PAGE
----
Rain and snow were the conditions called for today. As you can see from the sunny sky in the first photo the weather was anything but what the weatherman had predicted. My first effort was to catch the steelhead. I cast a duo fly setup. The dropper fly was a small, nondescript, bead head nymph. The top fly was a Midnight Rainbow Carpetbagger Nymph. As I searched the water for steelhead, I could observe numbers of green-winged teal dropping and gliding down to the slough upstream. I was tempted to leave the Rogue River steelhead run and head over to the slough. Eventually I was rewarded with a strike and hookup from the sunlit run. A nice hatchery Rogue River steelhead had bit on the Carpetbagger Nymph. Another buck steelhead. Why does it seem that the male fish always arrive a little later behind the hen steelhead run? Just seems that way to me.
Gathered up all the gear and walked over to the slow and muddy slough. I skirting it wide so as to not spook the ducks. A white egret took off. A white egret or heron will always see you. I always try to spook them away early so as to get it over and done with. Walking slowly up to the slough I could see four teal on the water. Green-wing teal. I moved forward slowly and they took off. I missed, but another bunch erupted from the water to my right. I picked out a drake, swung the CZ Mallard and this time I didn’t miss. Great thing about an over and under is that you get that second shot.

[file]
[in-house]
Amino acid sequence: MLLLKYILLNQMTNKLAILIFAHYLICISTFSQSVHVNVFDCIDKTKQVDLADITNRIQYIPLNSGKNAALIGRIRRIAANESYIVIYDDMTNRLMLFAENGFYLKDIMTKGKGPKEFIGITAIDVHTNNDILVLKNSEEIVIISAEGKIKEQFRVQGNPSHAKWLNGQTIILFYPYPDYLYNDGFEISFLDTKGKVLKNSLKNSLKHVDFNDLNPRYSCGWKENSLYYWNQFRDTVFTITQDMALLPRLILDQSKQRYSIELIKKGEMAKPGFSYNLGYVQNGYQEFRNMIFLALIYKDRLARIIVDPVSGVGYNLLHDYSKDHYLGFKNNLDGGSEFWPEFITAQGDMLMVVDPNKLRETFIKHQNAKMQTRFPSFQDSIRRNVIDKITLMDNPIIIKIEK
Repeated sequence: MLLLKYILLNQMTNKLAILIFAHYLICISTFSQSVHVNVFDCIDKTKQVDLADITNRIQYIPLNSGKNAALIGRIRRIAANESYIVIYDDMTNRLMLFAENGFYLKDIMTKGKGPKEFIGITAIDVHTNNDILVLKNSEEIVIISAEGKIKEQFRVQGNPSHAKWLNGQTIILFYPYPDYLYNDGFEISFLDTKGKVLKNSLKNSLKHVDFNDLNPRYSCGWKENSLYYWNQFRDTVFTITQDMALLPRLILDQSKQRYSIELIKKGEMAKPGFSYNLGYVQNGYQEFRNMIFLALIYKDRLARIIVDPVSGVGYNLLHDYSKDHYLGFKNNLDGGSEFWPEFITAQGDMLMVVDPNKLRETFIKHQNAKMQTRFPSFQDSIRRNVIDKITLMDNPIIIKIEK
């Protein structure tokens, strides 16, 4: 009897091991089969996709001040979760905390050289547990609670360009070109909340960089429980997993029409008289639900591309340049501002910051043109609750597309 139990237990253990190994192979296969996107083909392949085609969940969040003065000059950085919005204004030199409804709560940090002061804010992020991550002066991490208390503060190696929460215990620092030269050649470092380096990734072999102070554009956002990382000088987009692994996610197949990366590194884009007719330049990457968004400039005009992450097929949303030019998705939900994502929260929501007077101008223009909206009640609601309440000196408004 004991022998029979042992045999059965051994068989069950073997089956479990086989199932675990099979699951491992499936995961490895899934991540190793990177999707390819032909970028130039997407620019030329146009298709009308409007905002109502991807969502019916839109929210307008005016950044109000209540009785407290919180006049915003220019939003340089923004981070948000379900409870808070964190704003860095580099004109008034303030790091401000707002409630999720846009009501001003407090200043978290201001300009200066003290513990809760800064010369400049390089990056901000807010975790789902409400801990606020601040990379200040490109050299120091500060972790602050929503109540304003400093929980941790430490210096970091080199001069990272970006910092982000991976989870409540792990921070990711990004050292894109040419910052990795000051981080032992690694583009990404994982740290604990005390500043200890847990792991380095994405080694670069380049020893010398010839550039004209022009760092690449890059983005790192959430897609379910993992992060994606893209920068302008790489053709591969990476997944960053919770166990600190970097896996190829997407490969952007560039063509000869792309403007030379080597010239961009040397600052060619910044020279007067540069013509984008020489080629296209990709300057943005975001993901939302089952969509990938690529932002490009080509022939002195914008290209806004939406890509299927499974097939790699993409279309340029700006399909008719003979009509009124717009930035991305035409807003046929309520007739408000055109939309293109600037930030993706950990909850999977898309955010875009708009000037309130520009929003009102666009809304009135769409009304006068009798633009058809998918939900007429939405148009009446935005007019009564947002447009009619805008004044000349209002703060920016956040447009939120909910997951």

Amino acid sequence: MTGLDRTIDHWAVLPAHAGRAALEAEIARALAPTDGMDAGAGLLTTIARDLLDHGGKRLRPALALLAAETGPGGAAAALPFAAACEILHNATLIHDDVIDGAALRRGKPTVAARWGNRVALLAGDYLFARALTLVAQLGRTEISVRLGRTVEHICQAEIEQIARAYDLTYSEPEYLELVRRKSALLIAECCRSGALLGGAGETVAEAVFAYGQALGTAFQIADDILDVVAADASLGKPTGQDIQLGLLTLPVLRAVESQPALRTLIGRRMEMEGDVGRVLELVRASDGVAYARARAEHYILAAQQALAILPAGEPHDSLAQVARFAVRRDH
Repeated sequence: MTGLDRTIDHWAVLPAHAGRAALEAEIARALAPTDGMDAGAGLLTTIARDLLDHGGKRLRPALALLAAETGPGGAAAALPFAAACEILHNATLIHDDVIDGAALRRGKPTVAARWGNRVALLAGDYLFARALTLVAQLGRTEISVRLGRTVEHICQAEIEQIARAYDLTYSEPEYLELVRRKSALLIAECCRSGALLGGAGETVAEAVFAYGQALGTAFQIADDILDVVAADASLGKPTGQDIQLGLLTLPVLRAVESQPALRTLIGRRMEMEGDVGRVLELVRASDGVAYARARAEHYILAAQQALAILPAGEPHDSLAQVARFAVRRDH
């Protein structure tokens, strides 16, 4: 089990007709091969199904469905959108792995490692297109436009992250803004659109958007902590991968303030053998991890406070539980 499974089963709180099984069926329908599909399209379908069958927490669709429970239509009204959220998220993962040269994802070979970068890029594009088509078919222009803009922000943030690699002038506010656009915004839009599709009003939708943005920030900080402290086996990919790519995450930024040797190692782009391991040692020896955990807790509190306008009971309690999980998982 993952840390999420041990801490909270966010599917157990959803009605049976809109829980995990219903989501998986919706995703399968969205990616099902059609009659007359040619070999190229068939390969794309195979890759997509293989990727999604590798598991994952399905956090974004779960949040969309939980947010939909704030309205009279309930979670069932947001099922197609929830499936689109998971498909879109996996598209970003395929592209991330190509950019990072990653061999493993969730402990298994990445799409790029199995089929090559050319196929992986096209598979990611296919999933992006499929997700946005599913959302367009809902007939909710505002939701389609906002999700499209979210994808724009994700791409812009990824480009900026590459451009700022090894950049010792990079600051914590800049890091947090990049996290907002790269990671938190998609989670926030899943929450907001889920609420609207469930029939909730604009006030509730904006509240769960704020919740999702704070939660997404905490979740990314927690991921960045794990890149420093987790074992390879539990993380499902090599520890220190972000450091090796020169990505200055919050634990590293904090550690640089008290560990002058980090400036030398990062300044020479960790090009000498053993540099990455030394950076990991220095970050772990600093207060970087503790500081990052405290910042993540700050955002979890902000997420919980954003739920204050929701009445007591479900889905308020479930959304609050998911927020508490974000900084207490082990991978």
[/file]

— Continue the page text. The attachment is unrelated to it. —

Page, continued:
I next set out a couple mallard decoys and sat to enjoy lunch and the rest of the afternoon. I really enjoy watching the pond with its shorebirds, pipers, snipes and every other critter that walks or flies on the wetland. I thought about the decoy I found the other day. It is a pintail drake decoy. Slight crack on the back, but I can fix that with a bead of Lexel® sealer. Little bit of an antique as the company no longer exist. Trademark on the bottom reads Victor D-10 Majestic Decoys. Made in the USA by the Animal Trap Company of America. It is plastic so it is not really worth much. As far as I can tell it dates back to 1960’s. I’ll give it a new lease on life.